Is A Gooseneck Kettle Necessary for Brewing Pourover Coffee? 5 Secrets Why You Should Consider One Over Regular Kettles

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To brew good coffee, is a gooseneck kettle necessary? Or is it just a fancy accessory? Learn the 5 reasons behind why they are so widely used.
is a gooseneck kettle necessary
Photo by John Forson on Unsplash

Gooseneck kettles are funny looking coffee creatures. You’ve likely seen or at least heard of them before. They’re the ones with the long, skinny spout that rise up like the neck of a goose (gee, I wonder why it’s called a gooseneck kettle). What are they, and how do they differ from regular kettles? And is a gooseneck kettle necessary for your favourite pourover brewing method

Firstly, What is a Gooseneck Kettle?

A gooseneck kettle is a kettle that has a long, curved spout which rises up from the base of the kettle. 

It’s a very special piece of coffee equipment that’s designed for any type of manual pourover coffee. So, you can use it with:

  • A Hario V60 
  • An AeroPress
  • A Delter Press
  • A Clever Dripper
  • A Kalita Wave Brewer
  • A Chemex 
  • Even a French Press

It’s quite a powerful and versatile tool to have! 

You’ll see this type of kettle in every specialty coffee shop and every soft brew coffee bar. If you ever visit a cafe that claims to be specialty coffee, but uses an everyday kettle to make your coffee, run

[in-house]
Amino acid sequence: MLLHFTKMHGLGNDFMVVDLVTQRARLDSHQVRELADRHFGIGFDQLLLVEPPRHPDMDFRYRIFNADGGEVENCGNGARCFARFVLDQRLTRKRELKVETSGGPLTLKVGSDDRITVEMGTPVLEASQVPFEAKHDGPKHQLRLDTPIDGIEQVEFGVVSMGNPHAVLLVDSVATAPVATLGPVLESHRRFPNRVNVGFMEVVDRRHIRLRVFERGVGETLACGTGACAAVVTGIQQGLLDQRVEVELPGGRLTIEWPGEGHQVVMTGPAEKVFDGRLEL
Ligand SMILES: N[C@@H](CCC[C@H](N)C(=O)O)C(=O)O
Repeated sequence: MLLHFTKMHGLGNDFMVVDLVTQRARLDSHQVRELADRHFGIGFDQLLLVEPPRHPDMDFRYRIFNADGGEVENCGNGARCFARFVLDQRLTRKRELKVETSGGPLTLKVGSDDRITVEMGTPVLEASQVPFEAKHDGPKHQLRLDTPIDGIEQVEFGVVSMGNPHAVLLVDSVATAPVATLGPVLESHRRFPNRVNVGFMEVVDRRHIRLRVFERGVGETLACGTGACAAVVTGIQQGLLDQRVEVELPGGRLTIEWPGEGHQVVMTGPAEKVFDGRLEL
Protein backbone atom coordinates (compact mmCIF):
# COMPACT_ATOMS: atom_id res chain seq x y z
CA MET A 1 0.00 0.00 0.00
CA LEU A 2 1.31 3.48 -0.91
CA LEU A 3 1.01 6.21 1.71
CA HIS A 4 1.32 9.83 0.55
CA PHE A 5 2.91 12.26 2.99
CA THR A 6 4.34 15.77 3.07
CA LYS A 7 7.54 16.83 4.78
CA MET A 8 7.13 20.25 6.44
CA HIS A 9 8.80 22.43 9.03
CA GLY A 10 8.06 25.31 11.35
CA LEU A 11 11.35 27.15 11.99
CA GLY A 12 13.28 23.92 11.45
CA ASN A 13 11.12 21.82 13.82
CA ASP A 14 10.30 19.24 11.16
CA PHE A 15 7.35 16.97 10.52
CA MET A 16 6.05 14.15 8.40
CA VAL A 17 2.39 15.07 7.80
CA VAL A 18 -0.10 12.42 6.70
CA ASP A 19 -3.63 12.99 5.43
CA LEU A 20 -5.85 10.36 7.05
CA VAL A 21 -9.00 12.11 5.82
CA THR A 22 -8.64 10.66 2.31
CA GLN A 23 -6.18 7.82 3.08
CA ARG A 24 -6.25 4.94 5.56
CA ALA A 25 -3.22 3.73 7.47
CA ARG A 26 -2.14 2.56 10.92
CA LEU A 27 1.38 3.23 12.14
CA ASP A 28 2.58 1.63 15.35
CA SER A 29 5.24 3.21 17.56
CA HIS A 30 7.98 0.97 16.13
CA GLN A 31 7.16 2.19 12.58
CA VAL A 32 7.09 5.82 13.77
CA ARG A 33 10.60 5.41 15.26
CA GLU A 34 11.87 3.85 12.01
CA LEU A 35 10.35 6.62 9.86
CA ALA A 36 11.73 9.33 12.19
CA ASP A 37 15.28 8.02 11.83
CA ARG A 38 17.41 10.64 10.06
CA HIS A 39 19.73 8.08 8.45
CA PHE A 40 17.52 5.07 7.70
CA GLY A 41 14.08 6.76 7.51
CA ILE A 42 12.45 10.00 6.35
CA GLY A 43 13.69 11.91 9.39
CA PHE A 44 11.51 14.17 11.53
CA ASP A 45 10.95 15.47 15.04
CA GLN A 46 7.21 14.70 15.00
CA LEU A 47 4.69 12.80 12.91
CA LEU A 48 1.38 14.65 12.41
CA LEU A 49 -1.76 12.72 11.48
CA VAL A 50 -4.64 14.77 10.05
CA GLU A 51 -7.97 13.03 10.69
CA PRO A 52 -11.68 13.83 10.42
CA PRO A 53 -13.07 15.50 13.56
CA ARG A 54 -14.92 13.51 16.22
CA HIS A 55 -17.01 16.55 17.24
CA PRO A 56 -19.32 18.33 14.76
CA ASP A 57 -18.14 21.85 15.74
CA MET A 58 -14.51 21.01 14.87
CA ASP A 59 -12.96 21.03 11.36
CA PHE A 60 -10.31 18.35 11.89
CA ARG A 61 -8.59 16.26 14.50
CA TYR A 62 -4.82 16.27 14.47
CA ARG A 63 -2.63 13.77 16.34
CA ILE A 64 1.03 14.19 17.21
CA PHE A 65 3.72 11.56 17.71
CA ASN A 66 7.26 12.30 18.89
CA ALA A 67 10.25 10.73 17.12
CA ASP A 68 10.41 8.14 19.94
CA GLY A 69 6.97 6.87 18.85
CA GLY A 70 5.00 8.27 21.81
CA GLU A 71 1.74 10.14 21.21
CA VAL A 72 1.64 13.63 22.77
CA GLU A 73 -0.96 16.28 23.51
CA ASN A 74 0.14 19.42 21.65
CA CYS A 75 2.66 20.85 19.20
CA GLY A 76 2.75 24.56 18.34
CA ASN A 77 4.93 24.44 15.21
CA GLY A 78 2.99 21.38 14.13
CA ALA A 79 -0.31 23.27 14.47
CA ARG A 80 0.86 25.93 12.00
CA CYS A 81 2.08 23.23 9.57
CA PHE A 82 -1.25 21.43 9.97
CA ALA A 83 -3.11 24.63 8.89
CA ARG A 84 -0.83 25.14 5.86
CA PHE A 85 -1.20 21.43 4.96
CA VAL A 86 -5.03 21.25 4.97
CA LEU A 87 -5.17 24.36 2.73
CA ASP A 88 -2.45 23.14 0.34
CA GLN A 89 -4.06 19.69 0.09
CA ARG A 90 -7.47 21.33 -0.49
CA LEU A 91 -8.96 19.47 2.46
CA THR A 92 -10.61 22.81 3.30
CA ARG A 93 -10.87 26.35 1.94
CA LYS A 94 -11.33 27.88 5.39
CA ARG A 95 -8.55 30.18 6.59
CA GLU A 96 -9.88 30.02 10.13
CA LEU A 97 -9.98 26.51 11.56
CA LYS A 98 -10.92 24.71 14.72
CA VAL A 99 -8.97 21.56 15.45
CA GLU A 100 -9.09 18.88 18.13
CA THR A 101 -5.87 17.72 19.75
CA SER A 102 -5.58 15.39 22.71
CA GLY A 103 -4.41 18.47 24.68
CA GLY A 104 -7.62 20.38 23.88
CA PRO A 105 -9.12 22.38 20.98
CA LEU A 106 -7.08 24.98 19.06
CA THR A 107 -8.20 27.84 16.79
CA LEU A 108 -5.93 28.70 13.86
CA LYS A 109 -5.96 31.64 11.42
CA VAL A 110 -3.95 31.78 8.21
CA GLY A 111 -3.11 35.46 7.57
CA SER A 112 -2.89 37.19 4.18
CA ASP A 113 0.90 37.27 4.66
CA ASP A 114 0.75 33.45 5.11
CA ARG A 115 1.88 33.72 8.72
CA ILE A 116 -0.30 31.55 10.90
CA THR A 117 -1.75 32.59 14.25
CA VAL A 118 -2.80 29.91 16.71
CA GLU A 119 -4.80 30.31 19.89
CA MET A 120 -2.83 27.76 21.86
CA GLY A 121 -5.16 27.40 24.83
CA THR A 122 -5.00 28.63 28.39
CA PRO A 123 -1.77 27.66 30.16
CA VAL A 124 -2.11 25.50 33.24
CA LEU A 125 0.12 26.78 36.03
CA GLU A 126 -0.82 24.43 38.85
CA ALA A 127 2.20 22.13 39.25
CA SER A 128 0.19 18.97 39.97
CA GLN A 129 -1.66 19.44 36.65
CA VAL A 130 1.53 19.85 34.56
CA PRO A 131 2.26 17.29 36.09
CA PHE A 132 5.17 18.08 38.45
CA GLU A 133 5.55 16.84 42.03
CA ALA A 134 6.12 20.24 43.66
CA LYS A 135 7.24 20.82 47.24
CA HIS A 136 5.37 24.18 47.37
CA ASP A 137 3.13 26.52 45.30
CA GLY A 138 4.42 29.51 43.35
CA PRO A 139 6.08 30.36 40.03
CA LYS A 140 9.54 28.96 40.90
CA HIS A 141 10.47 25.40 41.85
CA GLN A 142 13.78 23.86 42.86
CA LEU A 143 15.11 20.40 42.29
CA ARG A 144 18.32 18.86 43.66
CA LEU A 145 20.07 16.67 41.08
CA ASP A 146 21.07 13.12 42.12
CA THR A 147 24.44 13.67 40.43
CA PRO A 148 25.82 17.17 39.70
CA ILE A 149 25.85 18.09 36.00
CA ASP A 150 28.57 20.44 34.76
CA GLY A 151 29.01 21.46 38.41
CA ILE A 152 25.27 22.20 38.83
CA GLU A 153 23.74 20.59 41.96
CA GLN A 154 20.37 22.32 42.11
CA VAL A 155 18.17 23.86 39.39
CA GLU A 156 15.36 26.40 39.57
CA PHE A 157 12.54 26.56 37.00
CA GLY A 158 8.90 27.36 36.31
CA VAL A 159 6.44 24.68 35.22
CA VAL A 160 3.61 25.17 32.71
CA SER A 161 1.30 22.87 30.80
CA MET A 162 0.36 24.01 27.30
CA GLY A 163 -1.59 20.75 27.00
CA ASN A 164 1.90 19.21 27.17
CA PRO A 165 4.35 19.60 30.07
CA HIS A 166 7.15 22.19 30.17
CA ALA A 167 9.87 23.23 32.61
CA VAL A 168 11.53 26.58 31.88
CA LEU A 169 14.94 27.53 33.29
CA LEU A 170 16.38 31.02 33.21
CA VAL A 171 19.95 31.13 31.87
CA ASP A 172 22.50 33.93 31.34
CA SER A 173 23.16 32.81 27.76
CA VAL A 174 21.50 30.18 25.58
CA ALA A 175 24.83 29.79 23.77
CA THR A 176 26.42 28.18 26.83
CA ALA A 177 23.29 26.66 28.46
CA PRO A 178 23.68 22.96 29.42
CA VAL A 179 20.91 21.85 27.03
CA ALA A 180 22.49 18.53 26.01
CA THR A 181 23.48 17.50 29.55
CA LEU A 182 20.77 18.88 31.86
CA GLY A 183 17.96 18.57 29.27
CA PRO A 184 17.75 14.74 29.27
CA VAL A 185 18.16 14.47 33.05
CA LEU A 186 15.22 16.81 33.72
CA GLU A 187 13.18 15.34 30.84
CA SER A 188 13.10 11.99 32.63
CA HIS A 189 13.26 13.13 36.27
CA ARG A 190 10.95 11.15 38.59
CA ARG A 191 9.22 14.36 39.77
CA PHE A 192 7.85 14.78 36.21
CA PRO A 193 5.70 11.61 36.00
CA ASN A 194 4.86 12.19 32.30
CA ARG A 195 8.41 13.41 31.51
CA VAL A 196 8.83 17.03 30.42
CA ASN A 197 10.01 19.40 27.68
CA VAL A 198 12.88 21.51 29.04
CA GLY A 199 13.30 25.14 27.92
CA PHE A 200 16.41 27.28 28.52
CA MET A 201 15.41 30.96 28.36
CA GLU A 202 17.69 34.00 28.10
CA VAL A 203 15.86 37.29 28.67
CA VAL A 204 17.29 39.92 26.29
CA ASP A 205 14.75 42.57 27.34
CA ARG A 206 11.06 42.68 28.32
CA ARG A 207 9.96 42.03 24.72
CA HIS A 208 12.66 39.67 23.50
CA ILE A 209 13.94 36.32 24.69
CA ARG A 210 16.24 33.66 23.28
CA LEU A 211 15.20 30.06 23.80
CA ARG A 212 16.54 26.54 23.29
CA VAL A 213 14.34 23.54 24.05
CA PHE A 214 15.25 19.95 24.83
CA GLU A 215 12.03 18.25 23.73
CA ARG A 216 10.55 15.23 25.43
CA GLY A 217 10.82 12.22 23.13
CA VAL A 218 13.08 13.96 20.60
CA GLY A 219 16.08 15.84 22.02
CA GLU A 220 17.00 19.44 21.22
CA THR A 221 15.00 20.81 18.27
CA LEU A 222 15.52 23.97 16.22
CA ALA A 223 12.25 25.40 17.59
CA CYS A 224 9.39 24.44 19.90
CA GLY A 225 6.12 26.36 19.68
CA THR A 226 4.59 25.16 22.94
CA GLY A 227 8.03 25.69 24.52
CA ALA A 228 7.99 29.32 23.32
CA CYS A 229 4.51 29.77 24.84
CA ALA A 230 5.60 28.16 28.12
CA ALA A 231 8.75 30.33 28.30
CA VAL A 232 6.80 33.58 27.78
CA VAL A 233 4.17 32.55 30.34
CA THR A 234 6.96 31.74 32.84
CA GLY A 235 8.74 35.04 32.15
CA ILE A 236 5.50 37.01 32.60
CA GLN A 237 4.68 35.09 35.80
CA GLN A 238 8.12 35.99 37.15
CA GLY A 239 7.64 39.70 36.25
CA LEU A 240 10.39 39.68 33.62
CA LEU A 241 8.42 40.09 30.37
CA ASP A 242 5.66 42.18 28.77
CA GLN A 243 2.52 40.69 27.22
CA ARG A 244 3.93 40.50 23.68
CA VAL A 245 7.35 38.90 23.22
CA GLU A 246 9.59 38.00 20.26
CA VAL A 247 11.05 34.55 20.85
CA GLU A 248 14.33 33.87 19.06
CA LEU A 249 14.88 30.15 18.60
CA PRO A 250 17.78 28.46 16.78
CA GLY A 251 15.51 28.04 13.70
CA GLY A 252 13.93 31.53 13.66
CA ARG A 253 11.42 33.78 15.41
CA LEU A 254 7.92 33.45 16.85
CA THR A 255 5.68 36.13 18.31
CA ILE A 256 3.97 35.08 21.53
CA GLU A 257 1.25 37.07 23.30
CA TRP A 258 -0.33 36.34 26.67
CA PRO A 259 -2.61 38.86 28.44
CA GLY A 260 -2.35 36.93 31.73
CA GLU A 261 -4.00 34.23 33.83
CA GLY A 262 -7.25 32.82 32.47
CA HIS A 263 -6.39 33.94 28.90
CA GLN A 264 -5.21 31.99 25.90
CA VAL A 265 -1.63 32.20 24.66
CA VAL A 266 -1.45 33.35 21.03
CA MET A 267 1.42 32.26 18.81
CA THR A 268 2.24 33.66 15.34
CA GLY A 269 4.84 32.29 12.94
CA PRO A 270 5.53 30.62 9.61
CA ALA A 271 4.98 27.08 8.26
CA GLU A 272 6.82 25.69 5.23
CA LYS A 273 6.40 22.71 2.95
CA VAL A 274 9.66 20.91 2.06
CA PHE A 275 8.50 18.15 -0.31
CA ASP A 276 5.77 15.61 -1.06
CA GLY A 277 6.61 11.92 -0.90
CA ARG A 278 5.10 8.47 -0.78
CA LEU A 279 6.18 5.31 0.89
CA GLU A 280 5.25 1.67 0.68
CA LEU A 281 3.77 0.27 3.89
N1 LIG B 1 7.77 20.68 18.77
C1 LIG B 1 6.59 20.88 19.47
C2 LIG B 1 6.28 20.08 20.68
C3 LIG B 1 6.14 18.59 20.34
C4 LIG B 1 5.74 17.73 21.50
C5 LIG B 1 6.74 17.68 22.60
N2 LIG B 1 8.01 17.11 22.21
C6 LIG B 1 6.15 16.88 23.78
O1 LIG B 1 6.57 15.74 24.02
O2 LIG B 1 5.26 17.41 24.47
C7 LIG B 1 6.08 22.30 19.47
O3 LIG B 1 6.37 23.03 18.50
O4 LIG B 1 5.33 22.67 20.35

So, how is it different and why should you care about one? Trust me, it’s not because it looks all fancy and posh to boost a cafe’s image. Let’s look at the practical reasons for using a gooseneck kettle.

Reasons to Get a Gooseneck Kettle 

Photo by Marta Dzedyshko from Pexels

1. You Can Control Your Pour Better

When it comes to pourover coffee, you need to pour hot water onto the coffee bed in a steady and controlled stream. This is so that your coffee grounds will be evenly soaked, and can absorb the water and release the flavours at the same rate. 

A gooseneck kettle is designed for this task, thanks to its long spout. You can control how fast or slow the water flows. You are in complete command of the brew time. And the water will always flow at a steady rate because of the constricted, narrow spout design. 

A regular kettle, with its wide spout, means water will come gushing out. You’ll very likely end up with the middle patch of coffee grounds soaking wet all the way through, whilst the grounds off to the edges of the brewer will remain dry. It’s really tricky to pour slowly and evenly with the wide spout of a regular kettle. 

2. A Better Pour Means Better Extraction

To evenly extract all the flavour goodies from the ground bed of coffee, an even pour is vital. You do this by pouring hot water in a circular motion over the bed of coffee.

If you use a regular kettle to pour into the narrow opening of an AeroPress or equivalent, you’ll be spilling hot water all around. It’s messy – inside and outside the pourover cone. Some patches of coffee will be soaked, some will be dry.

If this happens, your coffee will end up being either over or under-extracted. If it’s over-extracted, it will taste too potent or just downright bitter. Or, you’ll end up with under-extracted coffee, which tastes sour and off-putting.